Mobile app lessens the burden of efficiently managing a dairy farm
Dairy farmers have been asked to embrace digital technology to enhance the management of their records.
The technologies the farmers should embrace include apps that help in farm management.
One such an app is called SmartCow, which helps dairy entrepreneurs track their progress real-time, according to Alex Gitonga, the developer of the software.
The app, according to him, is a cloud-based dairy management system available on mobile phone, laptop and tablets.
“Farmers can register their herd details and monitor the daily activities using the app,” he said.
The software, he added, alerts farmers on breeding details such as heat checks, pregnancy confirmation, drying, steaming and calving as well as health dates such as next deworming and next vaccinations.
The USAID Champions of Change nominee noted that data stored in the app is safe and is automatically backed up.
“It cannot be affected by loss of the devices or gadgets used by a farmer, who is able to monitor and access the records in real-time from anywhere.”
Timber growers asked to seek forest management certification
Smallholder timber growers have been urged to seek forest management certification to enable them access better markets.
Experts from Forest Stewardship Council (FSC), an international non-profit organisation that promotes economically viable forest resources management, said that acquiring certification would enable the products access international markets.
FSC regional director Harrison Kojwang said certified timber products have great value in Europe where buyers are willing to pay premium prices for forest products harvested from farms that have sustainability labels.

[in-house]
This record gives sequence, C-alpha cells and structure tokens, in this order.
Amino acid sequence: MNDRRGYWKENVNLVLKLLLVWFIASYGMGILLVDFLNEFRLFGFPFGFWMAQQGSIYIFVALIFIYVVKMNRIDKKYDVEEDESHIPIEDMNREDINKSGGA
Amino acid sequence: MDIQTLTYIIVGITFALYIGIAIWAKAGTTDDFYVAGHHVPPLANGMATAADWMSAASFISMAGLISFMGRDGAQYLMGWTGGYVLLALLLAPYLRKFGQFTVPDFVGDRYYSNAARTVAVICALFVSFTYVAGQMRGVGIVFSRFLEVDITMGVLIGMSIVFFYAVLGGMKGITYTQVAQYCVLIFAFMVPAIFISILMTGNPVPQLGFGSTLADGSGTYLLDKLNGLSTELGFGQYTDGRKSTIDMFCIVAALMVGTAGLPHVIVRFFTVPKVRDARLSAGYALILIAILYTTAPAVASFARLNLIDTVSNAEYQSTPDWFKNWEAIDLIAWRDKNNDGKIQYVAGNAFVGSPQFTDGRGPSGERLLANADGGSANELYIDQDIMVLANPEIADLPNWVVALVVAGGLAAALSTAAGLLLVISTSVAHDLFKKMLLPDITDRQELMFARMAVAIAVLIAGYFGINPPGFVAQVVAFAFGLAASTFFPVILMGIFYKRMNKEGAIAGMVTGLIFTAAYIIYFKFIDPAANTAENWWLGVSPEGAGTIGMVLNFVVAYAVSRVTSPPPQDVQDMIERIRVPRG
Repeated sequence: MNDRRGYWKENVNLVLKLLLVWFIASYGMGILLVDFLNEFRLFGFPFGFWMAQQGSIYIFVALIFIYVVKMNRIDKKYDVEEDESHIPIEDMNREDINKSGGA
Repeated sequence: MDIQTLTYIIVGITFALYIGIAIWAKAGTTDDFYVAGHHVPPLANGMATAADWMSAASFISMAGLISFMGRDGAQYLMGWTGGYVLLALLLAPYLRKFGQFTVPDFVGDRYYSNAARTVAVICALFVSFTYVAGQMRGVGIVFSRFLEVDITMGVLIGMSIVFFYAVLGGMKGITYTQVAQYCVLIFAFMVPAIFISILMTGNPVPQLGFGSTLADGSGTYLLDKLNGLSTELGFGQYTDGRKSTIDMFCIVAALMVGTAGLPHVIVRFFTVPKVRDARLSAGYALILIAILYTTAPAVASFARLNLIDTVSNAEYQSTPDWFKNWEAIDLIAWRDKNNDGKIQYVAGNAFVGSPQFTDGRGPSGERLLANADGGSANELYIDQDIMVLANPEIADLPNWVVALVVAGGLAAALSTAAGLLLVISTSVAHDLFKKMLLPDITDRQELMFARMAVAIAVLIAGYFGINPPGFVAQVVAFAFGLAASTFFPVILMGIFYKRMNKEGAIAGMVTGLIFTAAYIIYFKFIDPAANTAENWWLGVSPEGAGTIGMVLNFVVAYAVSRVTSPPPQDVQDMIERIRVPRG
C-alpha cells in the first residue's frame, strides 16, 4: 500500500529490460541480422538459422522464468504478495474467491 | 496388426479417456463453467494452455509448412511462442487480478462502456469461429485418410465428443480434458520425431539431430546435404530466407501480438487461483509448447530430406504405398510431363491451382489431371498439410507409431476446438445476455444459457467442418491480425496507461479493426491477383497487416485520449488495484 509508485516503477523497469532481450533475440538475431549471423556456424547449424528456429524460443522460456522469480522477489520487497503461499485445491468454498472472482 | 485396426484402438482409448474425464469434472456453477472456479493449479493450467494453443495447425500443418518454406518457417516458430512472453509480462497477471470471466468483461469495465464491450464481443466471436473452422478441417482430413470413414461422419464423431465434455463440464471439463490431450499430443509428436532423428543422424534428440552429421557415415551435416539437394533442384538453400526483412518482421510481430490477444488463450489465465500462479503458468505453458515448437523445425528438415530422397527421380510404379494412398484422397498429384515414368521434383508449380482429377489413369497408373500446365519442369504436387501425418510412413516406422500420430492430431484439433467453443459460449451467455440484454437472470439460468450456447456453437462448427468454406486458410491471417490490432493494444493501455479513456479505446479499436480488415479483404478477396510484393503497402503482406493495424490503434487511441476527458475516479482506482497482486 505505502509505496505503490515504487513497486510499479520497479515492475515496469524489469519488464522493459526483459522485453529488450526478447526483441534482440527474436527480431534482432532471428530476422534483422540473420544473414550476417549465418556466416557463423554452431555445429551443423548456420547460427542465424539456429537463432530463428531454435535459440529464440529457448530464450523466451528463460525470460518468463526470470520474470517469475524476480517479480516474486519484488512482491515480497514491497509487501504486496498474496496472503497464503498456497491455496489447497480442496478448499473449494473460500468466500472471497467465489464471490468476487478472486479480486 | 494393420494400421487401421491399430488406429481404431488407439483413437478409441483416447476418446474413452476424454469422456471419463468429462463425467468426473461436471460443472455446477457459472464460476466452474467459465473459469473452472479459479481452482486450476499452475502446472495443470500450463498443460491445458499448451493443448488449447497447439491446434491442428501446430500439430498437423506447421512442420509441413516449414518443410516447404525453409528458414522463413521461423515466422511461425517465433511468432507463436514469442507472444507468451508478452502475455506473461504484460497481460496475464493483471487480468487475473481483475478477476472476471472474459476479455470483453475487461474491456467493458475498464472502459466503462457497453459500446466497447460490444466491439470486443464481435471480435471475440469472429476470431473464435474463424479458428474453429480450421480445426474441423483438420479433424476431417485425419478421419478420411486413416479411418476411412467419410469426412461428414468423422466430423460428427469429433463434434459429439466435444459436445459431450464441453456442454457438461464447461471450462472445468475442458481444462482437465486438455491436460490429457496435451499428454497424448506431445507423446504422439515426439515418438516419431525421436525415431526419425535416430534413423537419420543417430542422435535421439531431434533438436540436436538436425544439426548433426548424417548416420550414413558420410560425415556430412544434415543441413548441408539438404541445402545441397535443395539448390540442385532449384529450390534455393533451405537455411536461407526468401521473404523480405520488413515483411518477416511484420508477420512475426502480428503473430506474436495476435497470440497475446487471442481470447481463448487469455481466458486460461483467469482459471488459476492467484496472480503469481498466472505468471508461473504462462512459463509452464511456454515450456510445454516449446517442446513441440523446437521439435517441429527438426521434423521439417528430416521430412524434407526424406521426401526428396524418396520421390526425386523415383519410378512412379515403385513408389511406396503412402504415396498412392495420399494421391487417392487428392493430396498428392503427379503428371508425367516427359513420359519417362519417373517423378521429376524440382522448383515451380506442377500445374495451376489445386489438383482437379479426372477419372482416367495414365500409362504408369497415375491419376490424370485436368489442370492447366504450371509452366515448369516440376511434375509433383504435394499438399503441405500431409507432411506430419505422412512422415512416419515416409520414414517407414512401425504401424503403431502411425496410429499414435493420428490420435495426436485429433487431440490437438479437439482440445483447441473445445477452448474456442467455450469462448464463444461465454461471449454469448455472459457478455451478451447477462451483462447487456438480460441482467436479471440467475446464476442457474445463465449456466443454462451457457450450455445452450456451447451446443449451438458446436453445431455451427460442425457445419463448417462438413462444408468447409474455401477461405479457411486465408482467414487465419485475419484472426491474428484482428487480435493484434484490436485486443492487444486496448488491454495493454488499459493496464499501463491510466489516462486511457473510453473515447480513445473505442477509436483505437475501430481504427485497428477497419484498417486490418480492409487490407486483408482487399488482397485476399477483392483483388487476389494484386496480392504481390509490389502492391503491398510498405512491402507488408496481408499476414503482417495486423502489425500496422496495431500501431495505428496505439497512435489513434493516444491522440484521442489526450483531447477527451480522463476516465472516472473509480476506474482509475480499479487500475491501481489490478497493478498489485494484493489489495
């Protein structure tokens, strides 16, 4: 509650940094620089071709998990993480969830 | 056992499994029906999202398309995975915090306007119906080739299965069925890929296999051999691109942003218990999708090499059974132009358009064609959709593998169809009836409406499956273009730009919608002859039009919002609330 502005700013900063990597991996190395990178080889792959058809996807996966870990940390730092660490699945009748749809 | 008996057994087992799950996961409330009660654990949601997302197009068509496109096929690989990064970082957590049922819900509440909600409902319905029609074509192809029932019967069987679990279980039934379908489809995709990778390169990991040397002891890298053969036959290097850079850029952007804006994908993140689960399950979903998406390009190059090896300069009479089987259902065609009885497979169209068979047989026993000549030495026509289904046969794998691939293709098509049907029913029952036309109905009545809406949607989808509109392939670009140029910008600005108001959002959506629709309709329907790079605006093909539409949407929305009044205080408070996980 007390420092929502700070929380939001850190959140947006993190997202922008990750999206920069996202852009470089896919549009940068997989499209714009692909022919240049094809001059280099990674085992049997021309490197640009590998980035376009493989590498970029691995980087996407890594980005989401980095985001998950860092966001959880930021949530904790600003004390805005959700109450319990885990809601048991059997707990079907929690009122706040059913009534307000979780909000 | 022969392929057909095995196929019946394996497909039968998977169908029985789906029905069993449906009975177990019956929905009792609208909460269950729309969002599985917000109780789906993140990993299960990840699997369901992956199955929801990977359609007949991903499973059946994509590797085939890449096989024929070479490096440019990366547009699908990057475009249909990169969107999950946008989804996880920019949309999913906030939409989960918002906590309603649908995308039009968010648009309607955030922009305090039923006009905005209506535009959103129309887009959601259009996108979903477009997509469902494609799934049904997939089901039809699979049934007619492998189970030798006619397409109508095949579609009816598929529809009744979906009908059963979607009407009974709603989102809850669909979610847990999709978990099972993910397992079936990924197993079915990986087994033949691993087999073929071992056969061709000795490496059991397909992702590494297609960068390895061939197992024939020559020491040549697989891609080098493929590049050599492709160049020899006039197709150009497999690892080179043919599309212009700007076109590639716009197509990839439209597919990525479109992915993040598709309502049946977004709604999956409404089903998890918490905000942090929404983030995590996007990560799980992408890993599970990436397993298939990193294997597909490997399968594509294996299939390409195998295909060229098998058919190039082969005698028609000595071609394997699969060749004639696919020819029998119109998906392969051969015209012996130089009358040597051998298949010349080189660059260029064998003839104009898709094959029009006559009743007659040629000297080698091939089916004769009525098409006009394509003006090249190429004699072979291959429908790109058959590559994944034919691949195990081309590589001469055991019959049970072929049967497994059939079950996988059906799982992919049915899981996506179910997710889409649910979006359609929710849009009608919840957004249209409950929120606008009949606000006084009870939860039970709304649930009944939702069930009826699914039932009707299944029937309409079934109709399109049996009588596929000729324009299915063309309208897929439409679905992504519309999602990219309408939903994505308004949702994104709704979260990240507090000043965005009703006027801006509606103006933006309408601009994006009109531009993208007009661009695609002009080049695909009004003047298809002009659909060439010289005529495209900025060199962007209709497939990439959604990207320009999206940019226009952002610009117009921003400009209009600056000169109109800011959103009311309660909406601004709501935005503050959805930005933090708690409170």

“The certification eliminates illegal logging and gives confidence to a buyer that the resources are managed sustainable,” Kojwang said, adding that the certificate is renewed after every five years.
FSC managing director Kim Carstensen said that certification is achieved after an audit is carried out at various stages, from the forest to the end product.
Experts root for organic farming over GMOs to boost food security
The government has been asked to explore alternative food production systems such as agroecology and organic farming before adopting genetically modified organisms.
Emmanuel Atamba, an agriculture youth ambassador, said GMOs are presented as a solution to achieving food security yet there are other forms of agriculture that can give the farmer sovereignty and more yields, said Atamba, who was speaking during a meeting organised by Route to Food Initiative.
Wanjiru Kamau, an agriculture policy expert, said GMOs are a form of agriculture that throws farmers into long-term dependencies, undermines critical biodiversity and promotes large-scale industrial agriculture, which exacerbates poverty particularly in a context where the majority of farmers are smallholders.
Prof Theophilus Mutui, acting director for technical services at the National Biosafety Authority, said they are conducting a national performance trial for Bt Cotton in seven areas of the country.
Bt Maize has also been approved to undergo national performance trials, which are yet to begin. Kenya is considering lifting the ban on GMOs.